Dawn of the Dead, Romero (1978), Shopping Mall


In Purity and Danger, Mary Douglas’s concept of dirt as ‘matter out of place’, describes the experience of the ugly object as something ‘which is in the wrong place;’ something that is there but ‘should not be there.’ This concept of monstrosity generously lends itself in regards to place as well as object. In Romero’s 1978 film, Dawn of the Dead, the main characters take sanctuary inside a suburban shopping mall. The mall is overrun with zombies, as traces of the dead’s former memories lead them to the place they once spent so much leisure time. The shopping mall is monstrous in how it so genuinely attracts, ‘that which is in the wrong place,’ the mall then in itself becomes ‘the wrong place’ as the survivors trapped inside must work to clear the space, ‘radically excluding’ the dead and creating a makeshift home for themselves. The mall was once a place where law, order and cleanliness resided; this image of the place is confronted when it becomes that of the criminal, disorderly, dirty, immoral and monstrous.

The shopping mall is monstrous architecturally, in that in its newfound purpose, it lacks clear boundaries, allowing for transgression. This lack of confinement poses a major threat to the survivors inside; the threat of contamination. The fear of contagion begins to alter the mindsets of the people inside, driving them mad. The major goal in the plot of Dawn of the Dead is to avoid the zombies by clearing out the mall, creating boundaries to separate the living from the dead, the respectable from the “threat.” In Approaching Abjection, Kristeva argues that the abject confuses categories, as it exists between subject and object. Being something that essentially disturbs order and transgresses, her notion of the abject relates to Douglas’s ideas about dirt. As Kristeva states: “It is thus not lack of cleanliness or health that causes abjection but what disturbs identity, system, order, what does not respect borders, positions, rules.” The living find themselves hostage to the dead while dwelling in a place that once represented the luxurious and material advance of society.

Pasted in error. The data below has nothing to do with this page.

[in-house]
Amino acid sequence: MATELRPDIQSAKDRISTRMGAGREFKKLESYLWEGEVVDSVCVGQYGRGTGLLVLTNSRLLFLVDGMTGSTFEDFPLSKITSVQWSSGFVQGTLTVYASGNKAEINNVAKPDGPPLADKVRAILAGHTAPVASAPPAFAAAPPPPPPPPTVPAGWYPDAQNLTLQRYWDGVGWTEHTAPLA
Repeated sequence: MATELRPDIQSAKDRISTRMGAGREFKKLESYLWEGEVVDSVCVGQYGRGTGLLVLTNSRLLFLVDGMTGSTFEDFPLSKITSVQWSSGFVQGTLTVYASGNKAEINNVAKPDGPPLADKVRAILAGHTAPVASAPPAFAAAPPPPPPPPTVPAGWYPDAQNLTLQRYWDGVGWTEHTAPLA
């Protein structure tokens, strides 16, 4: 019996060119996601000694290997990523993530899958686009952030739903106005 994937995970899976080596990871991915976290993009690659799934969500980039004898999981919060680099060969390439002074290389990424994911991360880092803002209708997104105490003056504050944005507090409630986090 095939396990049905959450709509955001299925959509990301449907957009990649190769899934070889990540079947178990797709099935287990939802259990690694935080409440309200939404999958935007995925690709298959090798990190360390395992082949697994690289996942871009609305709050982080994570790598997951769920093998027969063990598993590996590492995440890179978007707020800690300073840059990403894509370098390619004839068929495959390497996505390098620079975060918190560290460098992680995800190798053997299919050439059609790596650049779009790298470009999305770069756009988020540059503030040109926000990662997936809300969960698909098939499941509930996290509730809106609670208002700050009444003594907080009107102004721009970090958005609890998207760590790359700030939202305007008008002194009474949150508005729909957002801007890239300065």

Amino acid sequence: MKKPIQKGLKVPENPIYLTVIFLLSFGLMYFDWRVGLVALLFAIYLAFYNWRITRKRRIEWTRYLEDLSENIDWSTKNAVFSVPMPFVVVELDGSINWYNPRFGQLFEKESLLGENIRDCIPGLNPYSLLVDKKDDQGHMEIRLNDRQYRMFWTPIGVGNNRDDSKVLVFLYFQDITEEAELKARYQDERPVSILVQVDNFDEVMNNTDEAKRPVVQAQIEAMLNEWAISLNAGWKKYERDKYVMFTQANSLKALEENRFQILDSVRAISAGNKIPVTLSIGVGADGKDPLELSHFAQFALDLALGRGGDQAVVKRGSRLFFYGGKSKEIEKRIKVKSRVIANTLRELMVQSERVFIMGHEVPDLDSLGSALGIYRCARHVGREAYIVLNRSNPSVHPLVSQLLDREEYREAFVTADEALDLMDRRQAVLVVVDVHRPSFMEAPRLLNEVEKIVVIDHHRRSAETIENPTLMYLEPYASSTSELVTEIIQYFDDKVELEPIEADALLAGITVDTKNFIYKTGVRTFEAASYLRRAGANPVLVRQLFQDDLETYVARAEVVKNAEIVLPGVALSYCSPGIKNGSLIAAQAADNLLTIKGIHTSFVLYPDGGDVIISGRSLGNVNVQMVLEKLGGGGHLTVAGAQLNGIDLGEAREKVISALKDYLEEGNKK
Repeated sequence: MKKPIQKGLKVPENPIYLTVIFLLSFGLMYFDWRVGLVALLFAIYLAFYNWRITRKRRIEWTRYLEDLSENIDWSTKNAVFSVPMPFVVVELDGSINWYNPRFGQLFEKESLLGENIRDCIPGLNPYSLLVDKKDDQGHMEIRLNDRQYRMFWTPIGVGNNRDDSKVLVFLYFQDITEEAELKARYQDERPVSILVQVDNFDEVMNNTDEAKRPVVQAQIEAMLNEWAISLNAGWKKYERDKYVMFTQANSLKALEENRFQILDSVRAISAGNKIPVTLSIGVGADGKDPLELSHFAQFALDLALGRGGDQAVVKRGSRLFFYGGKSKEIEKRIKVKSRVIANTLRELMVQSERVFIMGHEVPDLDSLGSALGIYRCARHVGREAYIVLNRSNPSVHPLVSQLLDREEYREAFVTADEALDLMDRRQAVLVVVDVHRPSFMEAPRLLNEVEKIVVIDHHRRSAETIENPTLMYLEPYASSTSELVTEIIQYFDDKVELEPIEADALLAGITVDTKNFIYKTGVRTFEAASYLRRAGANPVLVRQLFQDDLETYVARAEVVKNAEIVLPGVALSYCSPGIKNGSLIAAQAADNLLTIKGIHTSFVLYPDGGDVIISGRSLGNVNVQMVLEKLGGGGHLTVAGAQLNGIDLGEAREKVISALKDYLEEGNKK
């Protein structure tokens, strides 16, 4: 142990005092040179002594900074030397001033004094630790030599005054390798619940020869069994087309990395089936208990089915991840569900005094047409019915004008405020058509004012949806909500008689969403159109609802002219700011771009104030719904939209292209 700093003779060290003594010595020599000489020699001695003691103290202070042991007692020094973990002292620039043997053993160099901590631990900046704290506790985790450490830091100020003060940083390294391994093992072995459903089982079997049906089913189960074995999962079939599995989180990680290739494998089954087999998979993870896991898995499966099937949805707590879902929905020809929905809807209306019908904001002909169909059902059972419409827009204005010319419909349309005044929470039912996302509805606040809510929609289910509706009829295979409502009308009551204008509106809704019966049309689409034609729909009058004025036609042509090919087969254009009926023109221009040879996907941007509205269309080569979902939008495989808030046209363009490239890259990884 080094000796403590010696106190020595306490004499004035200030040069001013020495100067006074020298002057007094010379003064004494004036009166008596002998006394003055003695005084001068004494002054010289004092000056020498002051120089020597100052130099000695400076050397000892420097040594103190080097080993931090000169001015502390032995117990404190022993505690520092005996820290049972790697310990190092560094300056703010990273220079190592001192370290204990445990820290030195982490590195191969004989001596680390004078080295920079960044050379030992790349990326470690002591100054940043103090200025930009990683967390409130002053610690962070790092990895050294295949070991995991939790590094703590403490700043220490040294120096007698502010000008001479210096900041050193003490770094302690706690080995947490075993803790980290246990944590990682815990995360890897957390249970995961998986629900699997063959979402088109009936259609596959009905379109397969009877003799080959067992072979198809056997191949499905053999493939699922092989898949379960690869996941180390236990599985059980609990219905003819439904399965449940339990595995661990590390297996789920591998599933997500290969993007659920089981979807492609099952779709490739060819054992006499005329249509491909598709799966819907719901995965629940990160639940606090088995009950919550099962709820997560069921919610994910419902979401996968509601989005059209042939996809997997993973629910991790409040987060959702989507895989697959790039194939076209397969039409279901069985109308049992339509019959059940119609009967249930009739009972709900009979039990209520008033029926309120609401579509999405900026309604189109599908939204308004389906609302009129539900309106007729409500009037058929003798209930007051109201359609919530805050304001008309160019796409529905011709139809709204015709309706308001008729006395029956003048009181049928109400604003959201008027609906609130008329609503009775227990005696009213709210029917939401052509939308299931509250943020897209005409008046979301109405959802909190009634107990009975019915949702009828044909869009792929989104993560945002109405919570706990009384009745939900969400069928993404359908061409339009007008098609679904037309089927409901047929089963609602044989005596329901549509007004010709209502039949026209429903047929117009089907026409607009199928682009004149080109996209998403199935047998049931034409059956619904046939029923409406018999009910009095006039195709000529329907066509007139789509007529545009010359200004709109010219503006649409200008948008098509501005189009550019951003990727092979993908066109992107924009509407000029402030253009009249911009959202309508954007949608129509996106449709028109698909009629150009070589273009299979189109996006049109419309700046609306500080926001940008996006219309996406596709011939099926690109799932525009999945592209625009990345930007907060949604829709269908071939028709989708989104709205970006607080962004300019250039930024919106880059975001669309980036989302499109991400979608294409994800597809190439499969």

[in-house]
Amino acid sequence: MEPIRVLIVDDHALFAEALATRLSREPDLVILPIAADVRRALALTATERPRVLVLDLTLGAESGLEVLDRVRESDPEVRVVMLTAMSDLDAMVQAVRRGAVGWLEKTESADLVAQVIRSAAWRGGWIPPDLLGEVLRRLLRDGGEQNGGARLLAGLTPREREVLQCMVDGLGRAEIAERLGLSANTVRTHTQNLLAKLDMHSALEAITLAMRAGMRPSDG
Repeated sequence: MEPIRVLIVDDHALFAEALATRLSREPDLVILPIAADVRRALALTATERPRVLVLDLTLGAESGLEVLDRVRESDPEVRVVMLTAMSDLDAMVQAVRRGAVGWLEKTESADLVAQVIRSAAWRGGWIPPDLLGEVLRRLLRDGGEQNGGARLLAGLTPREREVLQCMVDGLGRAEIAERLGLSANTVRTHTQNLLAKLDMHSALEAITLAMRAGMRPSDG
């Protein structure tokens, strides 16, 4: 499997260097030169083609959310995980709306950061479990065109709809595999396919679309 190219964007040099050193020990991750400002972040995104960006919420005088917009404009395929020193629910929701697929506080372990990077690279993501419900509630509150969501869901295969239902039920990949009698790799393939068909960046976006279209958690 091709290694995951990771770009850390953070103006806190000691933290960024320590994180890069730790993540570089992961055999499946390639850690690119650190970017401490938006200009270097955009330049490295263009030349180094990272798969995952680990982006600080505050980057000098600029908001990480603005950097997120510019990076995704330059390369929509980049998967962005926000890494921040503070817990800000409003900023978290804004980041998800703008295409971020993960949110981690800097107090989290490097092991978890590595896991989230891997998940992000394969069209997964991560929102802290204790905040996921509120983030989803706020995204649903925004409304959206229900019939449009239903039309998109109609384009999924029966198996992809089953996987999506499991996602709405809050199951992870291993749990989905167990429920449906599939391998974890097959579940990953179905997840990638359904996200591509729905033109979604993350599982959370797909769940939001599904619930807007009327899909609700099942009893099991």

1. Kristeva, Julia, and Leon S. Roudiez. Powers of Horror: An Essay on Abjection. New York: Columbia UP, 1982. Web.

Kristeva’s essay explores the concept of the abject within the realm of psychoanalysis and its philosophical foundations. She argues that the abject is neither object nor subject and suggests that the object puts one in search of meaning and the abject collapses meaning. This statement is also posed in psychoanalytic terms: “to each ego its object, to each superego its abject.” Kristeva goes on to consider the protection that comes with repugnance; she indicates retching, vomiting, loathing, gagging, spasm as modes of being that impel one away from what she describes as defilement, sewage. I found it interesting and relevant to my research on the monstrosity of place, that Kristeva argues that the conditions of living are not merely the bodily processes but also the psychological. As Kristeva states: “It is thus not lack of cleanliness or health that causes abjection but what disturbs identity, system, order, what does not respect borders, positions, rules.” The zombies in Dawn of the Dead are examples of the Kristeva’s concept of the deject: the deject is the one by whom the abject exists. Kristeva describes this figure as a kind of transient. Later in the essay, Kristeva locates the place of the abject in a variety of other disciplines and thinkers. It is from this perspective that she identifies a formative capacity to the abject in the domain of religion and continues her critique of psychoanalysis, extending it to its philosophical roots in Plato.

2. Douglas, Mary. Purity and Danger; an Analysis of Concepts of Pollution and Taboo. New York: Praeger, 1966. Print.